My journey into publishing may seem like it followed a straight line from an English undergrad to an English MA to a Publishing Program, but, in reality, it strayed far from a neatly plotted path. My educational path began with a diverse assortment of first year courses at the University of Toronto: Psychology, Calculus, Italian, Philosophy, and English. In a way I still feel like those electives sum up the entirety of my interests; that is, deepening my understanding of cognition, logic, languages, being and knowledge, and literature.
I often found the best way for me to merge a variety of my interests was though my study of literature, whether it came through looking at a text through a new theory or philosophy, or choosing to work with texts that dealt with a variety of different subjects that appealed to me.
As it turns out, the depths of that exploration were not satisfied at the undergraduate level. I hungered for more depth, more theory, and more intimate engagement with the authors I had grown to love and to admire.
At this point I was still uncertain of the career path I intended to follow. Nevertheless, I followed my interests to graduate school, earning a Master’s in English at Carleton University. It was here that the seed of publishing was planted: in meeting like-minded colleagues who may have dabbled in the publishing world, were in the process of transitioning out of it, or were in the process of entering into it.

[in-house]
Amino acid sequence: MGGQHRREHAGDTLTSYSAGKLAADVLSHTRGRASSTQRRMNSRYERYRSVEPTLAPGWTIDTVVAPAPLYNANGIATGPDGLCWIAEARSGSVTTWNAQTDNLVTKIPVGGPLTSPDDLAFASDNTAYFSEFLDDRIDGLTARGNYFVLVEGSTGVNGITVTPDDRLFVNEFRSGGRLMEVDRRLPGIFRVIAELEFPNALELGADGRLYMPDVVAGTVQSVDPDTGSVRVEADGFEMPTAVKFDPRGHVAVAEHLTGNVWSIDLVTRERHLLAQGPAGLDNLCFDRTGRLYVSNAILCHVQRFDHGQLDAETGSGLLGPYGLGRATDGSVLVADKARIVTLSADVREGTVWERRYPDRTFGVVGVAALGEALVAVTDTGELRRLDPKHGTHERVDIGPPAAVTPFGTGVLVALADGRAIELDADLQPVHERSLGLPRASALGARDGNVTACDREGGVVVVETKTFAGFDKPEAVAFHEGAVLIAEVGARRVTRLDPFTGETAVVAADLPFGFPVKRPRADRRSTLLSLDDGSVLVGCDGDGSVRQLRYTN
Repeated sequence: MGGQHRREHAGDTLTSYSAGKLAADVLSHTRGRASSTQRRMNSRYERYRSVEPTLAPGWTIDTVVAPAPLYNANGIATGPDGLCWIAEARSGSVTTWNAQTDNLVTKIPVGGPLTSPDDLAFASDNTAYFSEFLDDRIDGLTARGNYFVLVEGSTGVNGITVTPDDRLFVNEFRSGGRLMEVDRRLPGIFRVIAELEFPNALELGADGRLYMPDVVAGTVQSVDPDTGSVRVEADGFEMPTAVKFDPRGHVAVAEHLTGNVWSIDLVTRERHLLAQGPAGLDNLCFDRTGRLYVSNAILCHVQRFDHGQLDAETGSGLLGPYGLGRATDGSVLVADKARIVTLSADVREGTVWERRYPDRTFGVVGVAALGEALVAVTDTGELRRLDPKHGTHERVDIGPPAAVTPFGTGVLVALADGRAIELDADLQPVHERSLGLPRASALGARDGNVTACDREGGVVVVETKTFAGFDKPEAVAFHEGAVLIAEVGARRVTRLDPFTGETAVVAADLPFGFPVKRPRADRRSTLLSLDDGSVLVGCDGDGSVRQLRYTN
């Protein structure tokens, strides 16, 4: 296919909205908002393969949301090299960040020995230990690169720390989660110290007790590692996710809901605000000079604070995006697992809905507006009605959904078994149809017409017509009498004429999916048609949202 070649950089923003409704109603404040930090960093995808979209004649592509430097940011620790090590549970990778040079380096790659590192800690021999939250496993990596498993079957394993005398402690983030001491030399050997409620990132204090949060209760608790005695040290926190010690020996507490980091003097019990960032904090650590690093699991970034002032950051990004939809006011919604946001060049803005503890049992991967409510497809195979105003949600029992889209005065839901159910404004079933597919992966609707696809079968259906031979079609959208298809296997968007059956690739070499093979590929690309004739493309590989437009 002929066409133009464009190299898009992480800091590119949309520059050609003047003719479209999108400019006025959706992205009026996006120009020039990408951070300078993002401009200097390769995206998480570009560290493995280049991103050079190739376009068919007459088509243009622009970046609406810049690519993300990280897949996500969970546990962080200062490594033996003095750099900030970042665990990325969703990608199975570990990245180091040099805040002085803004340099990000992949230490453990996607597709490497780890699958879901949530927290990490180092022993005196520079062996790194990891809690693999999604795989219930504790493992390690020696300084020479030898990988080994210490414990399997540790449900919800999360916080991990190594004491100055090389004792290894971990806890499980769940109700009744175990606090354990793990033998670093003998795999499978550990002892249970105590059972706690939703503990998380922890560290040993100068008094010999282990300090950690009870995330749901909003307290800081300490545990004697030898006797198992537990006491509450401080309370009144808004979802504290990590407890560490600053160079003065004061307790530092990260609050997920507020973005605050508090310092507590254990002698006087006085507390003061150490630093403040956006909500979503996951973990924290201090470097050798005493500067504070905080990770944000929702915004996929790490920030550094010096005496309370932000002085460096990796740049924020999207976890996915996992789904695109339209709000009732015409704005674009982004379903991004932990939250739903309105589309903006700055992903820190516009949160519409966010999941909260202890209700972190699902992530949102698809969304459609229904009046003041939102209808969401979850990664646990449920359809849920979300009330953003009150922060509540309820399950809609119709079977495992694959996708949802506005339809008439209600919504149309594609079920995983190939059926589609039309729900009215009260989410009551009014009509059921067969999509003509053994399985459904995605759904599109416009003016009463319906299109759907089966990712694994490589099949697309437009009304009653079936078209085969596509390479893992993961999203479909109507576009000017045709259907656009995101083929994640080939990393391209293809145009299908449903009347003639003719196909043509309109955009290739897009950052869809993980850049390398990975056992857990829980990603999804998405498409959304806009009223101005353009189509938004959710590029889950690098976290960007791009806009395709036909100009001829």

As I grew slightly weary of literary theory and academia, I began dreaming of working with authors and editing manuscripts, and imagining the birth of the works that I studied. I enjoyed wondering, “Did the author really intend for the blue curtains to imply the protagonist was sad? Or were the curtains simply blue?” and “How do we know that this emphasis was significant? What if it’s an editor’s misplaced comma?” Even still, the realization that it might be the career path for me had not solidified.
After completing my Master’s, and contemplating whether or not to pursue my PhD, I decided to take a year off to work, travel, and relax. After a trip to Cuba, some more conservative day trips, a few weeks of catching up with friends, and saving up some money as a result of a thankfully very busy and diverse tutoring schedule, I found a job at a marketing agency. After four months of mostly assisting with event planning, I was granted the opportunity of a lifetime: the agency’s head of communications had just left, and their quarterly foreign direct investment magazine was in need of an associate editor. Before I knew it, I was copyediting, line editing, and working with the designer on catchy yet space-saving cover lines.
I was in heaven. I finally realized that what I wanted to do was work with words, and authors, and publications—but which? I decided I wanted more knowledge, and more training, and was introduced by a friend to the Book and Magazine publishing program at Centennial College by a friend. Given my indecision, and my desire for broader exposure, the prospect of a program that could prepare me for a career in both book publishing and magazine publishing thrilled me.
After the publishing program, I took an internship at a large educational publisher in the media department in order to get a taste of two more fields of publishing to which I’d had limited exposure—I wanted to sample all my options before choosing the perfect combination of publishing flavours.
I am now at the crux of beginning an editorial internship at a competitive literary magazine, and I couldn’t be happier. Only time will tell what the future holds, but I wouldn’t trade the diversity of my experience for anything in the world.